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I was wondering my property is so freaking bumpy it is hard to stay on the seat unless I keep my tractor in 1st gear when cutting my lawn. I was thinking of making a roller for next time the soil is saturated I could roll it I remember when I was a kid they use to fill up rollers with water and push them around. Or I could get a 30 gal drum and fill it up with cement I do not know what I would do with it after that though.I think the best idea is a 55 gal drum weld a pipe in it and make a pull behind and fill it with H20. Ant suggestions are appreciated
 

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I'd rather be threshing!
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jeep ranger
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I made one out of a water heater....I cut a hole on each end and slide a pipe through it and welded it...........took some plate and welded it over the holes were the elements went.....ran a smaller pipe through the larger one and attached that to a rectangle frame around the water heater.....put a tung on it and bought plugs to close off and filled with water ....works great
 

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I made one for a clay tennis court; it was a peice of cast iron water pipe about 3' long and 2'6' in diameter, 1/2" thick.
made round plates for the ends, drilled and tapped the pipe walls, bolted the plates on.
A through pipe and a pivot rod inside that on bearings, it was made to be used by hand. it worked very well on level ground.
originally designed to be water filled, later users wanted more weight and filled it with sand.
 

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I made mine out of 24" dia drill stem pipe, 48" long, I cut out two end plates from 3/8" flat plate, welded a 1" stub shaft in the center, made a hitch frame useing 2 1/2" angle iron with a bearing block mount for the 1" stub shafts. I got a boat plug, drilled the correct sized hole in one end plate and filled it with water. As I started useing it I found out it needed a scrapper bar, made one out of a piece of 2" angle iron, open v of the angle iron to the roller. Whatever it's scrapeing off doesn't build up as bad as it will on a flat bar across there(my first scraper bar). It's over 10 yrs old now, a shot of grease in the bearings once in a rare while is all I ever done to it as far as maintance.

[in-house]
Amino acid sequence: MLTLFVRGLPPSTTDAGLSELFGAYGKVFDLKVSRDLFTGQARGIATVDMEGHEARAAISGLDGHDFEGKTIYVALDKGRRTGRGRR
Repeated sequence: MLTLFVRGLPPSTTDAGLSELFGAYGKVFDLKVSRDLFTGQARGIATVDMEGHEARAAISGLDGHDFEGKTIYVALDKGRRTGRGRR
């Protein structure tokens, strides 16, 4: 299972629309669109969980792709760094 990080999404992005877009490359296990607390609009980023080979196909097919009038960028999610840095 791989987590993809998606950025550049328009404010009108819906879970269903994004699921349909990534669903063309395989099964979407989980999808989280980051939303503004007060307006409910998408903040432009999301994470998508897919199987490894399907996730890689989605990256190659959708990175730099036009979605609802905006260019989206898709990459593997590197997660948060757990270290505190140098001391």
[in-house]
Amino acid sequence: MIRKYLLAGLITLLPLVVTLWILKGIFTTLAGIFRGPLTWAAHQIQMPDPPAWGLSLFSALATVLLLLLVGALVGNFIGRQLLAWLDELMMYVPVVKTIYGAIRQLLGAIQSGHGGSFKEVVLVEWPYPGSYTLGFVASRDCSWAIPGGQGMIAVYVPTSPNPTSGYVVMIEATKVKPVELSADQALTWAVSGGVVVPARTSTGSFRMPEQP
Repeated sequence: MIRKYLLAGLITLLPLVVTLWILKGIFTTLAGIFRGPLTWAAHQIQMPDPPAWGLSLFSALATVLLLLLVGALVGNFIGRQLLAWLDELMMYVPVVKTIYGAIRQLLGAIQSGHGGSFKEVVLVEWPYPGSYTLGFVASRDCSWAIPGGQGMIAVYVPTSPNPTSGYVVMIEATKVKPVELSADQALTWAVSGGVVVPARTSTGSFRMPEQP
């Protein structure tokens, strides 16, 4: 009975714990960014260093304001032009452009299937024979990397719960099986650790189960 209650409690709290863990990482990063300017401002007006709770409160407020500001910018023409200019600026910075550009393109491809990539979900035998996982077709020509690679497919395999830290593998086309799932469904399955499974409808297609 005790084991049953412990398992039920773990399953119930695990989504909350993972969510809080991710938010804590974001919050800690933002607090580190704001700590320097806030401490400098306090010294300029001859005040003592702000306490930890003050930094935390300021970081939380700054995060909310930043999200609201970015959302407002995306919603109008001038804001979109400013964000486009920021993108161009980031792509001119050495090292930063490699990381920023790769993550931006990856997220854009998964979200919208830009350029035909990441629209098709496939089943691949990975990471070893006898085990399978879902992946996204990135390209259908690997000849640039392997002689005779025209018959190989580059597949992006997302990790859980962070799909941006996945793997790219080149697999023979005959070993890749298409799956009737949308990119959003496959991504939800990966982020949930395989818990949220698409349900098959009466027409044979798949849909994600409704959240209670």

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I should have said that the reason I made the thing in the first place was to smooth out what had been a goat pasture. About two days after a good rain I'd mow and pull the roller, I probably did that 10-12 times and it really made a difference.
 

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Lindeman crawler fan
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I built mine out of a water heater over 30 years ago.
It's 5 foot long and 2 foot in diameter.
The bushings on the ends are made out of nylon and need no maintenance.
I cut the concave bottom out and turned it around so it sets out instead of in.



 

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nice job, I'll bet that thing holds lots-o-water. we made a couple last week out of 12" sch 80 (1/2" wall) and they seem to work pretty good on flat ground but you really need to pay attention on the hill sides to avoid firey-donut lawnmower crash. haha
 

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Senior Junkmonkey